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Iran’s ‘super Friday’ Turns To ‘super Saturday’

Andrew Apostolou is a Senior Program Manager at Freedom House.  

Ayatollah Khamenei's khutba today contained the usual threatening, interesting, and downright weird elements (click here for my rundown of which parts of his speech fell into each category). Khamenei clearly told Mousavi to stop his street protests. He warned that political leaders had a responsibility not to "break the law" as "they would be responsible for the bloodshed."

What Khamanei's full-throated support of the election results means is that the Guardian Council investigation that was triggered by complaints from Mousavi, Karroubi, and Rezaie, is not a concession at all. This outcome should surprise no one: Guardian Council investigations have been used before (notably, in 2005), and they always uphold the presidential election result.

Mousavi has yet to respond. He still intends to have his supporters demonstrate at 4 p.m. in Tehran tomorrow, and he'll be there, along with Karrubi and Khatami. Morteza Tamadon, the governor of Greater Tehran, has refused a permit for the march tomorrow, but he has denied permits for all of the previous marches. Tamadon also dropped a threat by insisting that he was glad that Khamenei had clarified matters.

Also tomorrow, the Guardian Council will hold a meeting with the election candidates. Attendance is required not requested. In theory the Guardian Council has until next Thursday to investigate complaints about the election result. In practice, today's statement by Khamenei has voided that process. Tomorrow's meeting will probably involve Khamenei reading the riot act to Mousavi.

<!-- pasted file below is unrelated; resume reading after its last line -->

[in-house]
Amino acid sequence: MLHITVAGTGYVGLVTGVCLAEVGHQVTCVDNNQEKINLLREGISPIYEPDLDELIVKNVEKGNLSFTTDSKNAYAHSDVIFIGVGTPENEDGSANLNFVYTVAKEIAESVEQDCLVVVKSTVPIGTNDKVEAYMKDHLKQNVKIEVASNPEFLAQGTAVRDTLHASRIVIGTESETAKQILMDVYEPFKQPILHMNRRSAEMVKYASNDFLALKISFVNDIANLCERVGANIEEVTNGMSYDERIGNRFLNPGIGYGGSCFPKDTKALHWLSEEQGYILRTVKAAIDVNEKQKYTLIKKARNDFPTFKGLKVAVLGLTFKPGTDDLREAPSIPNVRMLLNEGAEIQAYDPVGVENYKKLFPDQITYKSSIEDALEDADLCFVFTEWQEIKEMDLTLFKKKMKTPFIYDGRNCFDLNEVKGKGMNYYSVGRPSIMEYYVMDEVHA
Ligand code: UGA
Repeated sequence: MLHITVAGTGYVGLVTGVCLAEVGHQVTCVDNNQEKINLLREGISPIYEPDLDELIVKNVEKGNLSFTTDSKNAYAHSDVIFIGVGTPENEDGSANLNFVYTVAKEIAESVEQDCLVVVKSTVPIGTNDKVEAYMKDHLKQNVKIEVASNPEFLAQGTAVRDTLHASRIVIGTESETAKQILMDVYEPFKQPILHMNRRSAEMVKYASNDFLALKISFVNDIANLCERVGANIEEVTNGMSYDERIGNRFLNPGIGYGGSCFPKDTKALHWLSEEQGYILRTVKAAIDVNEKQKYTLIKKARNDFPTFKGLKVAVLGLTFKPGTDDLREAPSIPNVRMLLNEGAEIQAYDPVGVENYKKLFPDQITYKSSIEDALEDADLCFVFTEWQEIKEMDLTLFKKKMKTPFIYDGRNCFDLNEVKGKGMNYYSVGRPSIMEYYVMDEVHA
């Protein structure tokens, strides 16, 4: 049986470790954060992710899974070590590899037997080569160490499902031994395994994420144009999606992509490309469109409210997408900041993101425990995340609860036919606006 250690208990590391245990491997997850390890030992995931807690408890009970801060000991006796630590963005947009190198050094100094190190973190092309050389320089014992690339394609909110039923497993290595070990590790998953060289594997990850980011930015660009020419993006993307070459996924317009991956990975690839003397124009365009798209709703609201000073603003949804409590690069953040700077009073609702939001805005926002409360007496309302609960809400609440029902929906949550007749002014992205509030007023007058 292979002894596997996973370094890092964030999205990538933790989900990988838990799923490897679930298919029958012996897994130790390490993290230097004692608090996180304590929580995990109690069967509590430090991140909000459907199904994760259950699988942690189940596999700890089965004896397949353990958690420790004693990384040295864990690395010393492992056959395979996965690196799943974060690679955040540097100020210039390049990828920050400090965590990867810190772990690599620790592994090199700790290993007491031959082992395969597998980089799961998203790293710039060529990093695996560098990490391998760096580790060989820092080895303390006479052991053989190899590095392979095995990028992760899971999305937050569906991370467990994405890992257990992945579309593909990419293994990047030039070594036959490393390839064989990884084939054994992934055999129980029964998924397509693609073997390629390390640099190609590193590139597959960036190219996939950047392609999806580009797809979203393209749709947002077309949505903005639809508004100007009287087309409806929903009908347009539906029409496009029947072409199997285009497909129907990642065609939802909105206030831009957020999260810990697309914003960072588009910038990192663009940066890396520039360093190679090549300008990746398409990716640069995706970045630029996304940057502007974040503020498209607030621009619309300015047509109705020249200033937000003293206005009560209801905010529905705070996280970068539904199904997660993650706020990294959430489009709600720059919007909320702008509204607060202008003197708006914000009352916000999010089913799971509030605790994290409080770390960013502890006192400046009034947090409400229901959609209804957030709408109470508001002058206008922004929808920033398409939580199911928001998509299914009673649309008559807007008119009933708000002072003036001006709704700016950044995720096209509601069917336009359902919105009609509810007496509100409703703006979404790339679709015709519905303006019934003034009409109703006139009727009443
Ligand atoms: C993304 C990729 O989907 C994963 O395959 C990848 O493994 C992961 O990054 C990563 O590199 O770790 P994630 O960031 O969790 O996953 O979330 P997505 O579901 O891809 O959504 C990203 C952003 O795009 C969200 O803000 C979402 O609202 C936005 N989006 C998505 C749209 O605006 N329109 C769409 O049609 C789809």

In the meantime, Mousavi continues to use tactics of the 1978-9 revolution. He is asking his supporters to shout Allahu akbar (God is great) from the rooftops at night. When regime television reported that these were shouts of support for Ahmadinejad, Mousavi told his supporters to add Ya Hussein, Mir Hussein, which means "Oh Hussein, Mir Hussein" (a reference to both Imam Hussein, the martyred grandson of Muhammad, and to Mousavi himself). This nighttime noise technique is important outside of Tehran where regime suppression of protests is violent and effective. There have reportedly been no protests on the streets in recent days in the northeastern city of Mashad (where riots were violently suppressed in 1992), but Mousavi's supporters are making plenty of noise at night.